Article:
On the train to Woodlands this morning, I was reminded that the racial tolerance and harmony we have in Singapore should not be taken for granted.
There was a Malay family in my carriage, and they sat across each other. The youngest member of the family was a wee toddler, and he derived great joy from running across the aisle from his dad’s embrace into his elder sister’s arms. There were also 2 beautifully dressed Indian ladies seated next to this family. At one point, the train jerked just a little too hard, and our little aisle-sprinter almost lost his balance. Thankfully, one of the Indian ladies caught him in time. He gurgled then squealed, clearly having fun. Everyone smiled and chuckled – Malay, Indian, Chinese.
It’s a trivial and common occurrence on the MRT, but somehow it reminded me that in some other countries, people of different ethnicities and religious beliefs can’t even stand the mention of each other. Lives are lost over such differences. So it may be a trivial occurrence, but it is definitely not a trivial blessing.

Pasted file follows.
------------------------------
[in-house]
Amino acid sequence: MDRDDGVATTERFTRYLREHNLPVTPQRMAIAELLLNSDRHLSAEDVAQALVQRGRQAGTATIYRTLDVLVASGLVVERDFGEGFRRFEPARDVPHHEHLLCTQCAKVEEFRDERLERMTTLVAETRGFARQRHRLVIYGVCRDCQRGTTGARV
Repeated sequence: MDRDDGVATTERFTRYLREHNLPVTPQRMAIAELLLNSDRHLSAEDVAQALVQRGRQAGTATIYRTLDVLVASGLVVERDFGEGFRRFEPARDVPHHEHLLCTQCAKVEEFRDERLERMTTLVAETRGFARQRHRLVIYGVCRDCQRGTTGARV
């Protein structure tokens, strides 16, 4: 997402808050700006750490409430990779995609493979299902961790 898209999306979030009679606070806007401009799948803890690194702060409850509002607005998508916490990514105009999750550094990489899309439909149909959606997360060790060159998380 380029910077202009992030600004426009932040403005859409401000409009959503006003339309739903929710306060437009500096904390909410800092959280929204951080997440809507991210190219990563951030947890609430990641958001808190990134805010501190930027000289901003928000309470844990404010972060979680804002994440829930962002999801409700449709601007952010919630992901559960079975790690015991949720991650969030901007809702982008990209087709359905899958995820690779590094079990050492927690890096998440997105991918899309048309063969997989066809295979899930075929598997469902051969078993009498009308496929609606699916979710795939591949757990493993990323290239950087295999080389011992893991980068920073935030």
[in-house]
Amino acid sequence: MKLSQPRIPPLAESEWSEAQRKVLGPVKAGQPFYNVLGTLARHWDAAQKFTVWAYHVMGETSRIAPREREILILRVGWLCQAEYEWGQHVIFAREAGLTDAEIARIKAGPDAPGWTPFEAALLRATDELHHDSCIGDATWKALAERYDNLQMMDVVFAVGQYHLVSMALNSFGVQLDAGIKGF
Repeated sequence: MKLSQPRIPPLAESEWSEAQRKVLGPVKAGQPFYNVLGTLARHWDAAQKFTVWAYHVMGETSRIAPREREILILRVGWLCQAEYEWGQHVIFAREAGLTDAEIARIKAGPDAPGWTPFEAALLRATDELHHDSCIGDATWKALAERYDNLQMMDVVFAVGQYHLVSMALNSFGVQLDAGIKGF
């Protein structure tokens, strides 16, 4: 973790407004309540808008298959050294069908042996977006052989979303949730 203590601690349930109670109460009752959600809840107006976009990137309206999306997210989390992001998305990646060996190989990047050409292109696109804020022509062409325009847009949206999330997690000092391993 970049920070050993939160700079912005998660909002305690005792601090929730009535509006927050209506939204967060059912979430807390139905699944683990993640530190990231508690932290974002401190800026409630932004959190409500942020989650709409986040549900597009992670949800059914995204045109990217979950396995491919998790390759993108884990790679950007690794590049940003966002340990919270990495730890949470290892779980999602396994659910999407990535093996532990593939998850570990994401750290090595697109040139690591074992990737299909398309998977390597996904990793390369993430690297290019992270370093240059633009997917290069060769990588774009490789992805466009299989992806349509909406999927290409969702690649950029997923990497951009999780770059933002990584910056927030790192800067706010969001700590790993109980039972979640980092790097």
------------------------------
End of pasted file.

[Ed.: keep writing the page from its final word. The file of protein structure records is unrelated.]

It also struck me that I’ve never stopped to pray for the persons who occupy my seat before & after me, whether on the bus or train. Sometimes, when I witness angry phone conversations or clearly wearied and burdened faces on the bus/MRT, I say silent prayers for these persons. But not for the persons who sat in my seat before me, or will do so after me.
Since my church worships in a cinema hall, my thoughts extended to the cinema too. I realized we’ve never prayed as a congregation for the movie-goers who fill the hall once we vacate each Sunday morning. What if each of us just prayed for the first movie-goer who comes in to fill the seat we’ve sat in for church service that morning? In this sense, it is a great privilege to worship in a cinema hall – for in a formal church sanctuary, seats are mostly occupied by folks who have already heard and received the Good News.
Movie-goers go to the cinema to watch and listen to a story – one that will intrigue them, bring them beyond themselves, inspire them, shine hope, celebrate victories; even illustrate enduring truths. Why not pray that they will see and hear the greatest Story of all time? Their narrative may just begin with the prayer of a seated believer.